AYEDAS demanded Alevis bring a document from the local muftiate – a council of Islamic scholars – to prove a cem house is a place of worship. The muftiate refused to provide the Alevi community with such a document. As a consequence, AYEDAS classified the cem house as a “business.” The electricity of the cem house was then cut off because its members were unable to pay the higher bill.
The Alevis sought help from the district governorate to get their cem house classified as a place of worship. However, the officials of the district governorate petitioned the state-funded Turkish Presidency of Religious Affairs (Diyanet), which is an Islamic institution known for its denial of Alevism as a distinct belief system, asking whether cem houses constitute places of worship.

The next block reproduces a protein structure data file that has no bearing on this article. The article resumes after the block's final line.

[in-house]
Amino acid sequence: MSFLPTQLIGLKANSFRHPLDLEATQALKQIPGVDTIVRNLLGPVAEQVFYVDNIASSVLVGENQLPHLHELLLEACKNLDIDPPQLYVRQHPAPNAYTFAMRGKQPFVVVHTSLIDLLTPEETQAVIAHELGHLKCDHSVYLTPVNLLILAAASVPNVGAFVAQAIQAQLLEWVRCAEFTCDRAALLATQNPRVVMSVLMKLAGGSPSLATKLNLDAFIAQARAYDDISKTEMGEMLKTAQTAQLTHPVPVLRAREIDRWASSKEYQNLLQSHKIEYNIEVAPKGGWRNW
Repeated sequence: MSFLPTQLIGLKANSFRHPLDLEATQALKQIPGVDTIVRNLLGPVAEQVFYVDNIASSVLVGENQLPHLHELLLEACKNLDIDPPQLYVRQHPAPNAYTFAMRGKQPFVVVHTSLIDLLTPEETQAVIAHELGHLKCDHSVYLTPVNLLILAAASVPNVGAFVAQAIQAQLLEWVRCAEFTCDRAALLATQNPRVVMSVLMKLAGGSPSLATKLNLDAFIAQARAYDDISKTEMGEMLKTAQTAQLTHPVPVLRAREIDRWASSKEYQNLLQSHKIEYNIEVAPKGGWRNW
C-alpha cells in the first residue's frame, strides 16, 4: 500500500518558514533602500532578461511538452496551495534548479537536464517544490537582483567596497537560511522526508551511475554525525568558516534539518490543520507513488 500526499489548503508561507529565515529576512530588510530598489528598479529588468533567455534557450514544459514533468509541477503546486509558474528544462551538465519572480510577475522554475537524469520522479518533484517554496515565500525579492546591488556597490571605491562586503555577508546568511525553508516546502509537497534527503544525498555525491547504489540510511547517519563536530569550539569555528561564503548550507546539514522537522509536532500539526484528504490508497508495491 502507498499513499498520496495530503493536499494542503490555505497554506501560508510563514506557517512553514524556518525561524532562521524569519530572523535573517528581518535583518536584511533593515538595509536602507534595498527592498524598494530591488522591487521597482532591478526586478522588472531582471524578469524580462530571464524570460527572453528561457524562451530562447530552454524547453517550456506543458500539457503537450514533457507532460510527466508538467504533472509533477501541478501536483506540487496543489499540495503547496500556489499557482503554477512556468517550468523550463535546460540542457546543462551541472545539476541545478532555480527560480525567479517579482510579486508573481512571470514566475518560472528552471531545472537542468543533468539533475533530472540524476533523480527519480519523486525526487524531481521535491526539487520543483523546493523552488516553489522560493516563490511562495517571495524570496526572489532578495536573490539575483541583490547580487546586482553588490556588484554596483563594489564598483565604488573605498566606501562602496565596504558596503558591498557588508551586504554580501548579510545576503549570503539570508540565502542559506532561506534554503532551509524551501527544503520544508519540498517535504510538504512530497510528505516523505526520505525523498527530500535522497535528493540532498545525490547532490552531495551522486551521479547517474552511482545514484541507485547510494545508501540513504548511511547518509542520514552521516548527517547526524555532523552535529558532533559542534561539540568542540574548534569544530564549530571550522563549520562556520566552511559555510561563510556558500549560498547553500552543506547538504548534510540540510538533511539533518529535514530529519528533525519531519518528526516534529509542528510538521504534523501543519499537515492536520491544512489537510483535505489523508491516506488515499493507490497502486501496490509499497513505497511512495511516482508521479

The Diyanet responded to the question with this curt response: “You are Muslims and the place of worship of Muslims is the mosque.”
Mandatory Islamic Education at Schools
Islamic courses at primary and secondary schools, which are compulsory despite the country’s so-called legal commitment to secularism, discriminate against Alevis. The “Religious Culture and Moral Knowledge” classes are predominantly based on Sunni Islam, and Alevis are also obliged to take them.
When Alevism is mentioned in any textbook, it is often in very negative terms.
A book recently sent to all teachers across Turkey upon the recommendation of the Ministry of National Education to be studied and discussed at the year-end seminary teacher trainings refers to the Alevi faith as “tainted” and “rotten.”
“The evil force that has gnawed at tariqas [Islamic paths or doctrines] right at their hearts for centuries is Alevism,” according to the book, which also adds: “The Islamic world has been the wreckage of those rotten mindsets.”
“Turkey discriminates against Alevi faith”
This year, the European Court of Human Rights (ECHR) has ruled that Alevis are denied the right to freedom of religion in Turkey. The panel of judges found that Alevis “were subjected to a difference in treatment for which there was no objective and reasonable justification.”
Alevi citizens concerned with marks on their doors